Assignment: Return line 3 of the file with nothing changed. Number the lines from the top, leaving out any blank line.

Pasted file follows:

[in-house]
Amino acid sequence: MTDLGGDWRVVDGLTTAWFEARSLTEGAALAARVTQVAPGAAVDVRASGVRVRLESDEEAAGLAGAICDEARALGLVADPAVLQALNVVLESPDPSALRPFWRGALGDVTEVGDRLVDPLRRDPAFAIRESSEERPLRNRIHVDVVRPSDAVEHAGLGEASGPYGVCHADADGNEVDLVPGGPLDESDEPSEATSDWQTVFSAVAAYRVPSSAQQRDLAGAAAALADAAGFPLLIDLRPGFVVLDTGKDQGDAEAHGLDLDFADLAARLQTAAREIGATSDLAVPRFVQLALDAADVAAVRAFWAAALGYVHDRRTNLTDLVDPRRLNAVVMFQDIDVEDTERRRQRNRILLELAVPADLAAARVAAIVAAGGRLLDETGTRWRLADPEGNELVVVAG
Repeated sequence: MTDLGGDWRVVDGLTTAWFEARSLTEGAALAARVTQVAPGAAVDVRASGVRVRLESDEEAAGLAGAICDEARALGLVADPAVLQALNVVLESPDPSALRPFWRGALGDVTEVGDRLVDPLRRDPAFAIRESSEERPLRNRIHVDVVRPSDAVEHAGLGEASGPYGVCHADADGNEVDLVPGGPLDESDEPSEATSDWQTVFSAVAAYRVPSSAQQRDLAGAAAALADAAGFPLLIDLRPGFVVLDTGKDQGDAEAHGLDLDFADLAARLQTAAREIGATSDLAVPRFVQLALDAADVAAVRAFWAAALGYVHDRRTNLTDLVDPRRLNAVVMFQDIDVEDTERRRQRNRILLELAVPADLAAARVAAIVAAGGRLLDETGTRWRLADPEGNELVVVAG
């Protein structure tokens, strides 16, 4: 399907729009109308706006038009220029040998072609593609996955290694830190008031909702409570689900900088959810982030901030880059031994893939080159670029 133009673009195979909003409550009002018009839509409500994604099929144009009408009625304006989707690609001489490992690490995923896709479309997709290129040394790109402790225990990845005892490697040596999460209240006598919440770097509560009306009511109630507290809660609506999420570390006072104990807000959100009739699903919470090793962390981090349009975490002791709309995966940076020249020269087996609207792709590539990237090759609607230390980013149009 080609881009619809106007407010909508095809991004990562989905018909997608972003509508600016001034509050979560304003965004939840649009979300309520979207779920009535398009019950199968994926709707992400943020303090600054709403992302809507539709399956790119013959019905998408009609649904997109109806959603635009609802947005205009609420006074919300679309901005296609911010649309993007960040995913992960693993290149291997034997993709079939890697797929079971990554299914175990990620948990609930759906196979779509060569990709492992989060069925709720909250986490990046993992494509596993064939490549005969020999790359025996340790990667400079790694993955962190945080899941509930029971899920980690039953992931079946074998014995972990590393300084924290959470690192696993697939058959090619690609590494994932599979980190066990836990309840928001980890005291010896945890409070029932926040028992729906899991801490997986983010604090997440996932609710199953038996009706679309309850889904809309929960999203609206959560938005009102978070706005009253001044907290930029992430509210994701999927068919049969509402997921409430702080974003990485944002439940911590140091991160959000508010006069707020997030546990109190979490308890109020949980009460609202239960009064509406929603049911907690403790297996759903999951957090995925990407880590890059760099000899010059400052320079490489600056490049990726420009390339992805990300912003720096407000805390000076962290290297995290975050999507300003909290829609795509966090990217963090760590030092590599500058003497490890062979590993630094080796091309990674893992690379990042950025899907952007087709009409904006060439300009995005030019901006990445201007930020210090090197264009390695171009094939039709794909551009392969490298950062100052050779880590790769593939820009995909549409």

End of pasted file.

Repeated sequence: MTDLGGDWRVVDGLTTAWFEARSLTEGAALAARVTQVAPGAAVDVRASGVRVRLESDEEAAGLAGAICDEARALGLVADPAVLQALNVVLESPDPSALRPFWRGALGDVTEVGDRLVDPLRRDPAFAIRESSEERPLRNRIHVDVVRPSDAVEHAGLGEASGPYGVCHADADGNEVDLVPGGPLDESDEPSEATSDWQTVFSAVAAYRVPSSAQQRDLAGAAAALADAAGFPLLIDLRPGFVVLDTGKDQGDAEAHGLDLDFADLAARLQTAAREIGATSDLAVPRFVQLALDAADVAAVRAFWAAALGYVHDRRTNLTDLVDPRRLNAVVMFQDIDVEDTERRRQRNRILLELAVPADLAAARVAAIVAAGGRLLDETGTRWRLADPEGNELVVVAG